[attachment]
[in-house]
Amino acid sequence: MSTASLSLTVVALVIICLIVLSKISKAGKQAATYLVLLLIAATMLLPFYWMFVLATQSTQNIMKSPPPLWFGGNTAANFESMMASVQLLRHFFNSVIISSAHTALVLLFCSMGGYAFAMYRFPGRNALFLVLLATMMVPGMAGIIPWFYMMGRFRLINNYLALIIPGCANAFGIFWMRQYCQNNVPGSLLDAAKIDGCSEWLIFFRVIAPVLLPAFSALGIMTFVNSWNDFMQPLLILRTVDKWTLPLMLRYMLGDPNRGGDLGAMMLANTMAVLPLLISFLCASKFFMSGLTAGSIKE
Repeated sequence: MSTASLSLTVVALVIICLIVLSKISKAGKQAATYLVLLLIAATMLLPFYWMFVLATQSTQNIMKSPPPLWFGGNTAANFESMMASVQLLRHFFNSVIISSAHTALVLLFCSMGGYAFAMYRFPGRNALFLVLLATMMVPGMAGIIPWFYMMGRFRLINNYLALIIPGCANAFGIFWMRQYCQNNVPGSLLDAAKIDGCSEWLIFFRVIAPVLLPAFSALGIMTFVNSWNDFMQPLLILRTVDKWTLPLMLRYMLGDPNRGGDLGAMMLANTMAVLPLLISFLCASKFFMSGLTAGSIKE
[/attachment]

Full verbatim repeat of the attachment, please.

[in-house]
Amino acid sequence: MSTASLSLTVVALVIICLIVLSKISKAGKQAATYLVLLLIAATMLLPFYWMFVLATQSTQNIMKSPPPLWFGGNTAANFESMMASVQLLRHFFNSVIISSAHTALVLLFCSMGGYAFAMYRFPGRNALFLVLLATMMVPGMAGIIPWFYMMGRFRLINNYLALIIPGCANAFGIFWMRQYCQNNVPGSLLDAAKIDGCSEWLIFFRVIAPVLLPAFSALGIMTFVNSWNDFMQPLLILRTVDKWTLPLMLRYMLGDPNRGGDLGAMMLANTMAVLPLLISFLCASKFFMSGLTAGSIKE
Repeated sequence: MSTASLSLTVVALVIICLIVLSKISKAGKQAATYLVLLLIAATMLLPFYWMFVLATQSTQNIMKSPPPLWFGGNTAANFESMMASVQLLRHFFNSVIISSAHTALVLLFCSMGGYAFAMYRFPGRNALFLVLLATMMVPGMAGIIPWFYMMGRFRLINNYLALIIPGCANAFGIFWMRQYCQNNVPGSLLDAAKIDGCSEWLIFFRVIAPVLLPAFSALGIMTFVNSWNDFMQPLLILRTVDKWTLPLMLRYMLGDPNRGGDLGAMMLANTMAVLPLLISFLCASKFFMSGLTAGSIKE